Lost da Vinci Piece May Have Been Sold For a Pittance

Okay, $21,000 isn’t a pittance to most people, but in the realm of works by Leonardo da Vinci, it’s a pretty damn impressively low number.

If you’re not up on Renaissance artists and their impact, da Vinci really was the quintessential “Renaissance man.” Da Vinci dabbled in many fields and impressively so, making gains for the time across several subjects and achieving notable success as a painter, sculptor, architect, musician, scientist, mathematician, engineer, inventor, anatomist, geologist, cartographer, botanist and writer. Approached in impact only by his contemporary Michelangelo Buonarroti- the man behind the popular Renaissance sculptures David and the Pieta– da Vinci’s works like the Last Supper, the Mona Lisa and sketches like the Vitruvian Man are considered priceless pieces of history, identifiable visually to most of the Western world.

Which is why news that a forgotten, lost da Vinci piece selling for slightly less than the worth of a Kia Sorrento is somewhat stunning. It seems the painting in question came from a five centuries old book of family history belonging to the Duke of Milan, and that the painting was a wedding commission featuring the Duke’s daughter. Art historian Martin Kemp of the University of Oxford talked about how the work was identified and pieced together:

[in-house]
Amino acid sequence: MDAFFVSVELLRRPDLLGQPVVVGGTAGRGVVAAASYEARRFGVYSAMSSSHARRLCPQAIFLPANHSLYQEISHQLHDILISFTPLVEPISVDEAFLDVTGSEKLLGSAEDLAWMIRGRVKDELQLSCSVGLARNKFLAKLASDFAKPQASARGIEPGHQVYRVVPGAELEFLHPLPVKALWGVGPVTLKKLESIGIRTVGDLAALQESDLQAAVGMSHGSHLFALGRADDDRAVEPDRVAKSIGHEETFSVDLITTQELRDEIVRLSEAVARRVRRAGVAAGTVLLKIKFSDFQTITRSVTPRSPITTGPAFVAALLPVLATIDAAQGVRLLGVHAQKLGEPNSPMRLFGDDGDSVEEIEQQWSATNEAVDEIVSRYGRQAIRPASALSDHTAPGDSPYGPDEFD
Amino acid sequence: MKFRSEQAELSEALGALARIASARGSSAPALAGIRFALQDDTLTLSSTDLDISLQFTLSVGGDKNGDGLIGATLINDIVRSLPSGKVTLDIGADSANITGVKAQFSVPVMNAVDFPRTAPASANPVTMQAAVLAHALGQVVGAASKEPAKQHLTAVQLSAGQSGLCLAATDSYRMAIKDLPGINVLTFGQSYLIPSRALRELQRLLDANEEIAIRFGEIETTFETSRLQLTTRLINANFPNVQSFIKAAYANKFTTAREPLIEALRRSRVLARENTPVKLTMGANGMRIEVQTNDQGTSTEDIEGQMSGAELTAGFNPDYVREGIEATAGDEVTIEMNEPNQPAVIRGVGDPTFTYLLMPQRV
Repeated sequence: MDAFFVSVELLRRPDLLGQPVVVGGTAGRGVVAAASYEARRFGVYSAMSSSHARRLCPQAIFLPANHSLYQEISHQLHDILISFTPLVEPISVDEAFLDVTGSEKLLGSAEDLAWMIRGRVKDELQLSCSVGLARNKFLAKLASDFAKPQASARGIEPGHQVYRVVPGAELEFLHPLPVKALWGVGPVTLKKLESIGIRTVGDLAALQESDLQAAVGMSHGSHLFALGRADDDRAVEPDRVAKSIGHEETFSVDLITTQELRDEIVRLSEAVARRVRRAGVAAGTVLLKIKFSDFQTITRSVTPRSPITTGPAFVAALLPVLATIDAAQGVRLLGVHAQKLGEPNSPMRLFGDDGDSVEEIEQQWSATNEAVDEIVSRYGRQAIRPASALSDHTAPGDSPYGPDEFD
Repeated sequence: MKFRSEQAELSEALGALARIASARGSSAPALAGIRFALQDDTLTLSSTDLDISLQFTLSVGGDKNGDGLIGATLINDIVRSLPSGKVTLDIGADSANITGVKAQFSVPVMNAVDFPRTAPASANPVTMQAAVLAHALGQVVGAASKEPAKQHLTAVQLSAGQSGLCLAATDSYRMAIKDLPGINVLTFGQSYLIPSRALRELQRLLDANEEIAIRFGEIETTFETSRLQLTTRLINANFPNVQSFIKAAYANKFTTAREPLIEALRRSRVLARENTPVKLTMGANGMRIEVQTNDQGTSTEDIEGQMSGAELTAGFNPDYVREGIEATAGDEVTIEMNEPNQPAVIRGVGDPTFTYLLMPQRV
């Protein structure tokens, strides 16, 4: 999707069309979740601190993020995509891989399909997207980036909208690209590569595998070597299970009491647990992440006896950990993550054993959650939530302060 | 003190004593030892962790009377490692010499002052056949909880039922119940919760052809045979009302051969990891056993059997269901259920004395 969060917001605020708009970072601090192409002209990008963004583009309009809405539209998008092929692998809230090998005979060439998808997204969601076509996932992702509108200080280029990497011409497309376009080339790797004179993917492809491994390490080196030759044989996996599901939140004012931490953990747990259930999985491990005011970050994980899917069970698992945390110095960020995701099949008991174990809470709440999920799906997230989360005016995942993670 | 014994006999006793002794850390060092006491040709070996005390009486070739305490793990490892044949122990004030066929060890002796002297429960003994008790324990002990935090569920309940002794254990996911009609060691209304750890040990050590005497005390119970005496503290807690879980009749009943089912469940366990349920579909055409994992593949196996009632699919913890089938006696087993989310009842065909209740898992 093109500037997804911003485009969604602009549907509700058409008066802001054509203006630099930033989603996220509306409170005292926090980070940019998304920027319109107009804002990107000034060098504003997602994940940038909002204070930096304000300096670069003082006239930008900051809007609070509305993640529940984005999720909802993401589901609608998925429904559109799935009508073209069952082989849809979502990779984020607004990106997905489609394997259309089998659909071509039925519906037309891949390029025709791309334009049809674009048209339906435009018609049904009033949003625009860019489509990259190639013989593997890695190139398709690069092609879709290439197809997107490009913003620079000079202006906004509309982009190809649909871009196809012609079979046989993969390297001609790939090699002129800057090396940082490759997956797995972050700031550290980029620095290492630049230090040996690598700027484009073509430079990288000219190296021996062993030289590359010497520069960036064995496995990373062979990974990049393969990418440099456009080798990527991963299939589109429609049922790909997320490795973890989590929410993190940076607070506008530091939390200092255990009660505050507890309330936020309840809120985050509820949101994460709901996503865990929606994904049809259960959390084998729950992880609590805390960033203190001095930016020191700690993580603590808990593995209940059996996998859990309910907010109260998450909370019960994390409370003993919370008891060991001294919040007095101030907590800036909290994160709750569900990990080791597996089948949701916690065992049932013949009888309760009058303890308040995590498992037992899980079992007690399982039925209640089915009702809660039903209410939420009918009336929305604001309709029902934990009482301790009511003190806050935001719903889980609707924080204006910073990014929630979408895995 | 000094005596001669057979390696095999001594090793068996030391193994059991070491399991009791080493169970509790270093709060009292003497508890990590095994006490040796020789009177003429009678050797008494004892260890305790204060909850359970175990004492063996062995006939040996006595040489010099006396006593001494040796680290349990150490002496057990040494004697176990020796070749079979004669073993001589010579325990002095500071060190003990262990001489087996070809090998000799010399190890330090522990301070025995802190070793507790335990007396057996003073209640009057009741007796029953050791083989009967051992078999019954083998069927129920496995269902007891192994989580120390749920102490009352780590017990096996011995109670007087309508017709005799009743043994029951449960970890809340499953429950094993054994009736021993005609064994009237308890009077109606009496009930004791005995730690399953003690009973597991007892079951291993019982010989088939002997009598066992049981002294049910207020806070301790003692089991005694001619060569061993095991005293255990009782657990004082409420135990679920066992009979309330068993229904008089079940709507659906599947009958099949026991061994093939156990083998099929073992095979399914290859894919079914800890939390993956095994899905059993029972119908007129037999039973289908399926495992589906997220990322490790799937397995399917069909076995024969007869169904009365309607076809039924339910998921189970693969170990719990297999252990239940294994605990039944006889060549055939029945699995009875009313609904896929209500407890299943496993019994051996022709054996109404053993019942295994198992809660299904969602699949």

“We knew it came from a book, you have the stitch holes and can see the knife cut. Finding it is a miracle in a way. I was amazed… When doing historical research on 500-year-old objects … you hardly get the circle completed in this way.”

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And while not all Art historians are in agreement as to the origins of the piece, Kemp stands by his earlier identification and says that the match is the closest anyone can hope for with a piece of that age:

“It was apparent from the evidence we got about the vellum and the missing sheets, within reasonable margins of doubt, that’s where it comes from,” Kemp said. “At 500 years old, you never have as much confirmation as you like, but this is as good as it gets.”

Do you think a da Vinci could have gone unnoticed for so long?